Freedom lovers in the country and elsewhere remember this week as the People Power or the EDSA Revolution of 1986.
The bloodless uprising ended the 20-year regime associated with abuse, corruption profligacy, plunder and human rights violations.
As local government units are directed to hold commemorative activities for the 36th Anniversary of the EDSA Revolution, they are instructed to refrain from political overtones, apparently for them to stay neutral due to the ongoing election campaign season.
It cannot be denied, however, that political implications come into play for, after all, People Power was a political statement and a testament to popular will to tear down the clutches of tyranny and repression.
We mark that turning point in our reaction’s history as we cherish and relive this week the values, principles and spirit of what EDSA Revolution has stood for in the people’s quest for freedom and democracy.
We must always remember the dark days that gave birth to People Power or, as what others say it, “We will never forget.”
Another recollection stirred my senses when I heard radio reports early last week about the ambush of a police patrol vehicle that left two cops and a young civilian bystander injured in Barangay Biao in Binalbagan, located about 70 kms. from Bacolod City.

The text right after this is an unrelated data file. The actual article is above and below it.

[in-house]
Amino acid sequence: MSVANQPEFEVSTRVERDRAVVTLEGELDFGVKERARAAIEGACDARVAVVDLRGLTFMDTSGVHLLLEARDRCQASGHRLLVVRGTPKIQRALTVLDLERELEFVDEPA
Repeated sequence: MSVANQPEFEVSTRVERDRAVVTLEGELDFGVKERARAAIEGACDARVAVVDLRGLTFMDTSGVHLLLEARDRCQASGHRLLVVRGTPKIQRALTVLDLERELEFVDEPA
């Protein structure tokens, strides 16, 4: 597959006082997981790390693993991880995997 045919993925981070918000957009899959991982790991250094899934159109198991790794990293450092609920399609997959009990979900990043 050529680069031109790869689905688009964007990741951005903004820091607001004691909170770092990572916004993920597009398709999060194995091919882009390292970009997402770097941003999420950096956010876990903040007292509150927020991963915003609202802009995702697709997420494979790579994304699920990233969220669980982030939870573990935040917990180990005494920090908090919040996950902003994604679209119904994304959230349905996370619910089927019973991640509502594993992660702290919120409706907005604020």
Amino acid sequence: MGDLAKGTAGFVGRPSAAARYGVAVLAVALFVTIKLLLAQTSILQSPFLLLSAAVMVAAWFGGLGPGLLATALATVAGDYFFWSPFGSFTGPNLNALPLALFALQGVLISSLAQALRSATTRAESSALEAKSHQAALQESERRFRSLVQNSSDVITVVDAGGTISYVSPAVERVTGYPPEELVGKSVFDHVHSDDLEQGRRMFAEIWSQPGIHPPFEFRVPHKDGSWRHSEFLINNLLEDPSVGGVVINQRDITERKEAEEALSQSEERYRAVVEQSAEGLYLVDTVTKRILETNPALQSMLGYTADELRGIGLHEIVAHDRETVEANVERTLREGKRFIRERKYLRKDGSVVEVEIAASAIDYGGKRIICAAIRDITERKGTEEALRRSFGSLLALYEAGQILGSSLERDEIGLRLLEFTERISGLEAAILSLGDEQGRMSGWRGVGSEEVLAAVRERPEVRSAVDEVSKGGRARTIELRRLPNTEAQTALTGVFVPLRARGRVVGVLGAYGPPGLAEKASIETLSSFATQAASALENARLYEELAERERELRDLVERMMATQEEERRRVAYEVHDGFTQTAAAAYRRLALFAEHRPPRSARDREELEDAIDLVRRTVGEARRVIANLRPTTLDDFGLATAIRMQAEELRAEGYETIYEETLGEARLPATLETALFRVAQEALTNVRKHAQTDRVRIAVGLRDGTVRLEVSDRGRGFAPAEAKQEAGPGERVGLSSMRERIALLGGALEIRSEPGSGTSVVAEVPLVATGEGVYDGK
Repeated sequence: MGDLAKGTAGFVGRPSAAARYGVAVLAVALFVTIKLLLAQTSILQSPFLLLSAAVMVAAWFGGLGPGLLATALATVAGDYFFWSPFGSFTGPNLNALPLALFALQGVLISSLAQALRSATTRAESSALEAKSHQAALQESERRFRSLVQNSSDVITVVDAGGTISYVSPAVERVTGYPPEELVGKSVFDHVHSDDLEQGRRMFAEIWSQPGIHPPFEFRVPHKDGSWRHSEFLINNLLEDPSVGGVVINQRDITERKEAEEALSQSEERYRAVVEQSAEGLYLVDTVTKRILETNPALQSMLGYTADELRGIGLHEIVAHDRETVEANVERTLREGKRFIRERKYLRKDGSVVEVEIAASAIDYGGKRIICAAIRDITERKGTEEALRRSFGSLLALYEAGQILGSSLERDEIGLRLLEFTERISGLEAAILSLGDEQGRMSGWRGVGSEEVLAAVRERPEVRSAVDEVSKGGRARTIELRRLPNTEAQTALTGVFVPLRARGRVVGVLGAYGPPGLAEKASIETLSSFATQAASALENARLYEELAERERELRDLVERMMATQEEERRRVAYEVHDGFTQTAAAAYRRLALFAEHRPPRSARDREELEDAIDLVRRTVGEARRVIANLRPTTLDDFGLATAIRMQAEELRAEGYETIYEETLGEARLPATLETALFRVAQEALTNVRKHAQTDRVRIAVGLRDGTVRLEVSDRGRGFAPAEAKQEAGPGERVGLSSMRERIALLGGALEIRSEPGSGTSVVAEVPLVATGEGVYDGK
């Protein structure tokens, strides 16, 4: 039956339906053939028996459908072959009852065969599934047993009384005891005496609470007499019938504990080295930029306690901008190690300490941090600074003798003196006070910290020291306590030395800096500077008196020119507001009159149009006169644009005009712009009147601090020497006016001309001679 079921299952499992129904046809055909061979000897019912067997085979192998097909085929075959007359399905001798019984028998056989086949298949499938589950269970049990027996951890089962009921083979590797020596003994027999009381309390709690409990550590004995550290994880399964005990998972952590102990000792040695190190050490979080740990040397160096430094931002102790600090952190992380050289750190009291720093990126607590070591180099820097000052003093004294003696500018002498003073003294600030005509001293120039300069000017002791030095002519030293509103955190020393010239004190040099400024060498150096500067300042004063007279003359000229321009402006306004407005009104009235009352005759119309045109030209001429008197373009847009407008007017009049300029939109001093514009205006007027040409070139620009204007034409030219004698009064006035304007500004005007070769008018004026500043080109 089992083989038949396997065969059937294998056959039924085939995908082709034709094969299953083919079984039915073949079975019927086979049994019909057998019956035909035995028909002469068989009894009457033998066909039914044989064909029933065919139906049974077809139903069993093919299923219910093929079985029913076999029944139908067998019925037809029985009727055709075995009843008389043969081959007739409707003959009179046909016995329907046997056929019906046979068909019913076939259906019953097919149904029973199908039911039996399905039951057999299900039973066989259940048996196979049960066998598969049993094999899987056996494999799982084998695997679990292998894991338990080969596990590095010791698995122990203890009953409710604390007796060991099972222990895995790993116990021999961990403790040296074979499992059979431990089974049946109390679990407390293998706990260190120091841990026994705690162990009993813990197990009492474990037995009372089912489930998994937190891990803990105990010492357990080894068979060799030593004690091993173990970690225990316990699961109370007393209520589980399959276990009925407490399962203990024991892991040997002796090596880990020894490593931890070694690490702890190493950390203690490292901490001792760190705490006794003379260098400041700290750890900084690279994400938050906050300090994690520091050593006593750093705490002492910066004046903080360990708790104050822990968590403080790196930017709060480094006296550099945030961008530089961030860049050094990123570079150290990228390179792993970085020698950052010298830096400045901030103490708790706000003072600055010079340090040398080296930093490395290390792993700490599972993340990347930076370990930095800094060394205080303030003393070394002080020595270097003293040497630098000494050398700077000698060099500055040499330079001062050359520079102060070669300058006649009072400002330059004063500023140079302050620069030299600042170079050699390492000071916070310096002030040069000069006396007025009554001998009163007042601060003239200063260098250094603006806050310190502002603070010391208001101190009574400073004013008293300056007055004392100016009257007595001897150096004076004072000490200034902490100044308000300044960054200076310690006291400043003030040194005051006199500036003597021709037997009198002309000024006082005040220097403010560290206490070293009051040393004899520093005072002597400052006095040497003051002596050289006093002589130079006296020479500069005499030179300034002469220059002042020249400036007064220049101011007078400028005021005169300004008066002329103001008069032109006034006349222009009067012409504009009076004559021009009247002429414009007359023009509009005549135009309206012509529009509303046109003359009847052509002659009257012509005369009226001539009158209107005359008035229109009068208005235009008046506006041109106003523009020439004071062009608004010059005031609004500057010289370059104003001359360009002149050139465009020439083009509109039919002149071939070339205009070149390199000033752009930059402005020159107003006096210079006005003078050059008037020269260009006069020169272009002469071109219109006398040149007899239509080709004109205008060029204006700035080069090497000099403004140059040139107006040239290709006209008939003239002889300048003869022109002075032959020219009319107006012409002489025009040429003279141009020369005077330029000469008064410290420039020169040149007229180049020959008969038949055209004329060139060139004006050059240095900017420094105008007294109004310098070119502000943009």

Under usual circumstances in the not-so-distant past, the news last week would have not merited high public interest.
Biao, located about 15 kms. from the poblacion, is nestled in the uplands of the sugar-farming town.
It was a well-known rebel lair at the height of insurgency in Negros Island in the 1980s.
Accounts showed that many residents were forced to become rebel supporters and sympathizers, including some children who served as couriers of the insurgents.
Last week’s report evoked memories of my experiences in Biao, shortly after I become a Service-Learning practitioner after I attended an Asian Conference on civic engagement for Christian faculty held in Chiangmai, Thailand in 2002.
One weekend after the opening of the school year, I got an invitation from the grade school principal, the late Bong Navarro, requesting me and my university students to conduct a journalism and writing training for the school children.
The opportunity for grassroot service coupled with the long-felt sense of adventure beyond my comfort zone, especially after years of poring over insurgency reports piled up daily on the editor’s desk, outweighed the doubts and fears that I accepted the principal’s invitation.
The discussion on planned for the first trip to Biao was met with excitement by many of my students but when the day came, only three students showed up at our meeting place that 4:30 a.m. A number of those who had earlier signified to join the trip failed to secure permission after their parents learned that our destination had been a high-profile rebel hideaway.